Though often called the “letters to the seven churches” (with somewhat good reasons), the address to each church functions as a prophetic oracle. John has called his work a “prophecy” (Revelation 1:3) and in these “letters” the prophet calls the churches to respond in faithfulness much like Israel’s prophets in the Hebrew Scriptures.
Ephesus was named the provincial capital by Augustus Caesar in 29 BCE and an imperial cult center dedicated to Roma and Divus Julius was established in the city and later followed by a temple dedicated to Augustus. Ephesus was the first city to build a temple to the Emperor Domitian though it was renamed for Vespasian after the death of the unpopular Emperor (the Roman Senate wanted to rid themselves of Domitian’s legacy). Its remains are still visible today, built 89-91 CE. A 50×100 meter two-story structure, Ephesus thought it a great honor to be the first city to honor the Emperor (neokoros, a Temple guardian) as a provincial center of the imperial cult for Domitian. As a center of Imperial civil religion Ephesus stressed its allegiance to the Emperor (a statue of Domitian stood in the Sabastoi Temple) as well as to Greco-Roman deities through multiple temples. One could not live in Ephesus without the constant reminder of how religion pervasively shaped daily life (from coinage to festive processions) and was, in effect, a civil religion for the culture.
The interconnection between commerce, religion and public fidelity to the gods is part of the story in Acts 19 when a mob demonstrated at the theatre because Paul’s new faith was diminishing the devotion of Ephesus to the goddess Diana (Artemis). The theatre could hold 25,000 people and the mob was only quieted after hours of demonstration and the pleading of officials. This illustrates the kind of excitement that civil religion could generate in a Roman city.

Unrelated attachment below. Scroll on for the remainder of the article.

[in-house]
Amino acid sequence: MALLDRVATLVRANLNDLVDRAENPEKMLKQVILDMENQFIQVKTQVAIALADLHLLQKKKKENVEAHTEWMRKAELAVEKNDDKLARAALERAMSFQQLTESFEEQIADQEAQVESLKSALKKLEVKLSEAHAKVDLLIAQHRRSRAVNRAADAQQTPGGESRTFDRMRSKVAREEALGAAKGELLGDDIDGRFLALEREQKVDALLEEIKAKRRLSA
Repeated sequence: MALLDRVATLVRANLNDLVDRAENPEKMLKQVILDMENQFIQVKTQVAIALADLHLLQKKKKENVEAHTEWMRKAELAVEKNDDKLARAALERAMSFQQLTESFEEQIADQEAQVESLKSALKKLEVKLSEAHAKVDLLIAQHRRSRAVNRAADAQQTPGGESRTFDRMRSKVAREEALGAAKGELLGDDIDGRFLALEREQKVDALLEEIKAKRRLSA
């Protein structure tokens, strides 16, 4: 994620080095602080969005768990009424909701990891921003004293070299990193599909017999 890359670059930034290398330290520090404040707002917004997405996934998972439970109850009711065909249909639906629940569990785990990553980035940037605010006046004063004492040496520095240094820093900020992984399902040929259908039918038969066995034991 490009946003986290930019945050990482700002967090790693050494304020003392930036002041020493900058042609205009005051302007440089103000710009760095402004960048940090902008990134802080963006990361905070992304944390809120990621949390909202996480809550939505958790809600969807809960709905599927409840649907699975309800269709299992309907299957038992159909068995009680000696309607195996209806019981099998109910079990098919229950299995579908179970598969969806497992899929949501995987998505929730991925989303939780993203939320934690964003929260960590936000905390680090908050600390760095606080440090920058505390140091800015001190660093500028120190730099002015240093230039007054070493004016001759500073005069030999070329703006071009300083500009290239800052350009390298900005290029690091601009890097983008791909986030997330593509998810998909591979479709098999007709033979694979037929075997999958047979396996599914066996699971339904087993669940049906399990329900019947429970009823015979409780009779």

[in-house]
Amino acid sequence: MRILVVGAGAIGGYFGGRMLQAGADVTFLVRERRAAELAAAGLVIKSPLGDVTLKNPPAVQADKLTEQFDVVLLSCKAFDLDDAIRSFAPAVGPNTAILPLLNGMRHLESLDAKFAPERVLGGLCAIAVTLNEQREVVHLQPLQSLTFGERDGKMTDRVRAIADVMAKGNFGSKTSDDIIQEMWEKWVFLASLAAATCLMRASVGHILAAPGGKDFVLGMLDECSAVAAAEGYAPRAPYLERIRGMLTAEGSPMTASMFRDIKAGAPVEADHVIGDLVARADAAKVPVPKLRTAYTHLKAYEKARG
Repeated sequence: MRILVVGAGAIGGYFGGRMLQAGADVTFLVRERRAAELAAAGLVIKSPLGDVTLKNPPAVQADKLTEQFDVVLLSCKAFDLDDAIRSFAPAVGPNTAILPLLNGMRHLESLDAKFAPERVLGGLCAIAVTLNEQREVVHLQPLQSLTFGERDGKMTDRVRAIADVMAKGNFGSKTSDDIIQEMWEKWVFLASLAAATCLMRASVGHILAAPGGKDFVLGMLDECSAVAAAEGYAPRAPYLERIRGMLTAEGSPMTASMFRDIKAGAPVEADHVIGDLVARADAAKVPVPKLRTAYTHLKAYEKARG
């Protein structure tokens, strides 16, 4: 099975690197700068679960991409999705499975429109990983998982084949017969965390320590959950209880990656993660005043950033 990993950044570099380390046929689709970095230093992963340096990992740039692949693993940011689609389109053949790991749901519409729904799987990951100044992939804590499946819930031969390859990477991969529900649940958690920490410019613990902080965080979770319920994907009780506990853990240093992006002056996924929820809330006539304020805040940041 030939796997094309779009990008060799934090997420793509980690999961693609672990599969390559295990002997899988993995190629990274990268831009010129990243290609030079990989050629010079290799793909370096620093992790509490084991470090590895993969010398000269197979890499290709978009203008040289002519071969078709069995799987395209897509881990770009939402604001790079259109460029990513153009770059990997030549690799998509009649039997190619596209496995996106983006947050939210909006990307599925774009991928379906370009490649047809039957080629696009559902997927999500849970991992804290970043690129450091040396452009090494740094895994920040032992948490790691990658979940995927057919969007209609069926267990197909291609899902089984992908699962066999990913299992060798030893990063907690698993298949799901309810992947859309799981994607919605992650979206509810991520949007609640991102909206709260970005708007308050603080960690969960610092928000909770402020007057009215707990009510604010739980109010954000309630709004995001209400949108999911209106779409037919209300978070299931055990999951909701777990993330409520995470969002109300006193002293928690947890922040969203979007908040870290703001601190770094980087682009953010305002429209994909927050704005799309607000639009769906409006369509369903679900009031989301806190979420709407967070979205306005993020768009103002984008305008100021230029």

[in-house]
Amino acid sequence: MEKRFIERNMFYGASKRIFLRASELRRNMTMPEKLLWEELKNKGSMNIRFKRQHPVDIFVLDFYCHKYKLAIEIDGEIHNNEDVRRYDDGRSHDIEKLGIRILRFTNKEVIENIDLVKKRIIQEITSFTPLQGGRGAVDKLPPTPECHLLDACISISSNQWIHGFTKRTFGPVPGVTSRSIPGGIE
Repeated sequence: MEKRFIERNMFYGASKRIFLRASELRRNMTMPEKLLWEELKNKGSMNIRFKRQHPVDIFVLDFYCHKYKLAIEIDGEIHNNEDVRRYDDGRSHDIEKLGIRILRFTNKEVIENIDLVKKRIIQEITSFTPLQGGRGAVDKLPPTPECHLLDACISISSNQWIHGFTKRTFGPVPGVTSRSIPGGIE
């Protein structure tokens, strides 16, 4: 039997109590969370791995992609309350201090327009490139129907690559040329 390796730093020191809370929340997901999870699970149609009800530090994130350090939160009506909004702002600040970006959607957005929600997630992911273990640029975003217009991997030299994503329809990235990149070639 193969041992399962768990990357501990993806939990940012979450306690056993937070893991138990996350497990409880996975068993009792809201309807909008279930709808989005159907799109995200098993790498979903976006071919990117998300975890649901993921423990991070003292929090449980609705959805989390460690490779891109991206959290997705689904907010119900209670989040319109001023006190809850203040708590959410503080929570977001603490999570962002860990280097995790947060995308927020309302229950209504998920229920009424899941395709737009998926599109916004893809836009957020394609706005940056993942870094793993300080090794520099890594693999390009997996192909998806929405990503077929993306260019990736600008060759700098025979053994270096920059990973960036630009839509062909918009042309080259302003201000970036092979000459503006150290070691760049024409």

Addressor: “who holds the seven stars in his right hand, who walks among the seven golden lampstands.” Jesus addresses the angel as a representative of the church–all usages of the English “you” are singular.
The significance of the “seven stars” should not be underestimated. Domitian minted a coin in memory of his dead son. The inscription read: “the divine Caesar, son of the emperor Domitian.” The image of the son is encircled by seven stars as he sits upon a globe.
In other words, it is Christ rather than the Emperor who holds the stars in his hand. He speaks as one whose authority is unquestioned and one who “walks” among the churches. This is the language of living God dwelling among Israel (Leviticus 26:11-12). Christ dwells among his people.
Commendations: Ephesus is commended for multiple positives.
- good works and toil (difficult labor)
- patient endurance and “bearing up” without growing weary
- tested false “apostles”
- intolerant of evil (e.g., they “hate” the works of the Nicolaitans)